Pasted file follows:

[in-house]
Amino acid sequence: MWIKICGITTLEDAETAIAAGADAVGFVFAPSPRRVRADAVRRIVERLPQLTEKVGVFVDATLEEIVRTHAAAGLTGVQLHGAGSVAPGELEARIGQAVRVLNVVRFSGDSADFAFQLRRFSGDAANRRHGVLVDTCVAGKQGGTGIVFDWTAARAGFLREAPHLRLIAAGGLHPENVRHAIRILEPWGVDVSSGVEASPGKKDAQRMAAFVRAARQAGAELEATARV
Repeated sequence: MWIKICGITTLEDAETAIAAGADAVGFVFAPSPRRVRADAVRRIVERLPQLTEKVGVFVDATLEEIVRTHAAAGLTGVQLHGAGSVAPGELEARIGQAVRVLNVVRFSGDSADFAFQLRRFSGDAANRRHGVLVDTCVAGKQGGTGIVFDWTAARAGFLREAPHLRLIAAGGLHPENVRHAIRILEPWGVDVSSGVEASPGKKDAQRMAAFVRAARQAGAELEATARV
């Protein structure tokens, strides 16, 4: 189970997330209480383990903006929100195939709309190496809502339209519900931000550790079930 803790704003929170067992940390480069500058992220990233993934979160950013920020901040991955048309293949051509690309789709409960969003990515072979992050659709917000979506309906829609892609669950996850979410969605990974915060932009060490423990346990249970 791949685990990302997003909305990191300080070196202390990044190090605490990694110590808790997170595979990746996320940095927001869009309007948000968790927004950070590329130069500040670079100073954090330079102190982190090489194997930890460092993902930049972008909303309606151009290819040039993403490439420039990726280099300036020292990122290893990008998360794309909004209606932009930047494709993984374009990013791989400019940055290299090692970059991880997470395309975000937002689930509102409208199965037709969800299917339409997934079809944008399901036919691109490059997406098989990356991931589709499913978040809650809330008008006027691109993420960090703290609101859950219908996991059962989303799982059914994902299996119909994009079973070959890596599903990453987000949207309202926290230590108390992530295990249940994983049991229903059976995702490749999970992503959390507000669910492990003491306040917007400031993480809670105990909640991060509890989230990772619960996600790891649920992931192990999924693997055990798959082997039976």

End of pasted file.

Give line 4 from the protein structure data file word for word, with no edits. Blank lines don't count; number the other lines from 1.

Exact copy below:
């Protein structure tokens, strides 16, 4: 189970997330209480383990903006929100195939709309190496809502339209519900931000550790079930 803790704003929170067992940390480069500058992220990233993934979160950013920020901040991955048309293949051509690309789709409960969003990515072979992050659709917000979506309906829609892609669950996850979410969605990974915060932009060490423990346990249970 791949685990990302997003909305990191300080070196202390990044190090605490990694110590808790997170595979990746996320940095927001869009309007948000968790927004950070590329130069500040670079100073954090330079102190982190090489194997930890460092993902930049972008909303309606151009290819040039993403490439420039990726280099300036020292990122290893990008998360794309909004209606932009930047494709993984374009990013791989400019940055290299090692970059991880997470395309975000937002689930509102409208199965037709969800299917339409997934079809944008399901036919691109490059997406098989990356991931589709499913978040809650809330008008006027691109993420960090703290609101859950219908996991059962989303799982059914994902299996119909994009079973070959890596599903990453987000949207309202926290230590108390992530295990249940994983049991229903059976995702490749999970992503959390507000669910492990003491306040917007400031993480809670105990909640991060509890989230990772619960996600790891649920992931192990999924693997055990798959082997039976």